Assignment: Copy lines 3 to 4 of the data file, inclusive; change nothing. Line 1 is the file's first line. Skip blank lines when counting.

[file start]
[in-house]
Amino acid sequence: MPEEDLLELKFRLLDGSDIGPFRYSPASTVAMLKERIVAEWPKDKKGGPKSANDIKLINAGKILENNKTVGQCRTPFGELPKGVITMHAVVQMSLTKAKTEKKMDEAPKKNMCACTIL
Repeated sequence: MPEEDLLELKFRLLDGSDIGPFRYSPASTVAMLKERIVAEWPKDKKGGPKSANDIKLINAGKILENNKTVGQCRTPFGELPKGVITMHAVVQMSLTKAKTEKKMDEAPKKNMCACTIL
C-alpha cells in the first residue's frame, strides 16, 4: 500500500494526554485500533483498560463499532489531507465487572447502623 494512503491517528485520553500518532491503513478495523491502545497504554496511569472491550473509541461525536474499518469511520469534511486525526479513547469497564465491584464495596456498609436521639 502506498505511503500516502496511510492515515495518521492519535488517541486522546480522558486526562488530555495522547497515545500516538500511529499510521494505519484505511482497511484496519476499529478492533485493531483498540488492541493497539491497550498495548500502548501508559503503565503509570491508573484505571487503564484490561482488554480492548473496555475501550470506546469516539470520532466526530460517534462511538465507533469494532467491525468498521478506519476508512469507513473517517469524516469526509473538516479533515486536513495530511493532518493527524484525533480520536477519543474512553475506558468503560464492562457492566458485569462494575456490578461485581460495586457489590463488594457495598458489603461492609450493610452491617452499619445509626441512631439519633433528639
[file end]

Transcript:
Repeated sequence: MPEEDLLELKFRLLDGSDIGPFRYSPASTVAMLKERIVAEWPKDKKGGPKSANDIKLINAGKILENNKTVGQCRTPFGELPKGVITMHAVVQMSLTKAKTEKKMDEAPKKNMCACTIL
C-alpha cells in the first residue's frame, strides 16, 4: 500500500494526554485500533483498560463499532489531507465487572447502623 494512503491517528485520553500518532491503513478495523491502545497504554496511569472491550473509541461525536474499518469511520469534511486525526479513547469497564465491584464495596456498609436521639 502506498505511503500516502496511510492515515495518521492519535488517541486522546480522558486526562488530555495522547497515545500516538500511529499510521494505519484505511482497511484496519476499529478492533485493531483498540488492541493497539491497550498495548500502548501508559503503565503509570491508573484505571487503564484490561482488554480492548473496555475501550470506546469516539470520532466526530460517534462511538465507533469494532467491525468498521478506519476508512469507513473517517469524516469526509473538516479533515486536513495530511493532518493527524484525533480520536477519543474512553475506558468503560464492562457492566458485569462494575456490578461485581460495586457489590463488594457495598458489603461492609450493610452491617452499619445509626441512631439519633433528639